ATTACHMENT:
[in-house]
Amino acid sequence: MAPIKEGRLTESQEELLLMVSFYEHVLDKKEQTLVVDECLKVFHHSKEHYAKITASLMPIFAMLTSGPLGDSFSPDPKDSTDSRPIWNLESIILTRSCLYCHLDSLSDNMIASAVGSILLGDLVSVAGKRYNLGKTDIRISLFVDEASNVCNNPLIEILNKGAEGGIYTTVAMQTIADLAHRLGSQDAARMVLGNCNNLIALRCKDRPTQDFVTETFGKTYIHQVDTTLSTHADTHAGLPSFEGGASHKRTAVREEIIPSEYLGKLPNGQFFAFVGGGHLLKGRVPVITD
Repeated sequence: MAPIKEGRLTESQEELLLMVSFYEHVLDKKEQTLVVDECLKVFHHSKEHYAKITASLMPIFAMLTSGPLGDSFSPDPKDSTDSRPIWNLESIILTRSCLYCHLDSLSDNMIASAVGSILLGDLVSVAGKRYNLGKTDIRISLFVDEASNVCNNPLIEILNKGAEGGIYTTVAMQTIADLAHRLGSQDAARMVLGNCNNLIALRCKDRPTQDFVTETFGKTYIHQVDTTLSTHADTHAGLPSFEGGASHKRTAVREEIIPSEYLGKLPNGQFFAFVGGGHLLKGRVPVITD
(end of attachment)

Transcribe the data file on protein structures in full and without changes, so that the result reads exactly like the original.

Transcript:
[in-house]
Amino acid sequence: MAPIKEGRLTESQEELLLMVSFYEHVLDKKEQTLVVDECLKVFHHSKEHYAKITASLMPIFAMLTSGPLGDSFSPDPKDSTDSRPIWNLESIILTRSCLYCHLDSLSDNMIASAVGSILLGDLVSVAGKRYNLGKTDIRISLFVDEASNVCNNPLIEILNKGAEGGIYTTVAMQTIADLAHRLGSQDAARMVLGNCNNLIALRCKDRPTQDFVTETFGKTYIHQVDTTLSTHADTHAGLPSFEGGASHKRTAVREEIIPSEYLGKLPNGQFFAFVGGGHLLKGRVPVITD
Repeated sequence: MAPIKEGRLTESQEELLLMVSFYEHVLDKKEQTLVVDECLKVFHHSKEHYAKITASLMPIFAMLTSGPLGDSFSPDPKDSTDSRPIWNLESIILTRSCLYCHLDSLSDNMIASAVGSILLGDLVSVAGKRYNLGKTDIRISLFVDEASNVCNNPLIEILNKGAEGGIYTTVAMQTIADLAHRLGSQDAARMVLGNCNNLIALRCKDRPTQDFVTETFGKTYIHQVDTTLSTHADTHAGLPSFEGGASHKRTAVREEIIPSEYLGKLPNGQFFAFVGGGHLLKGRVPVITD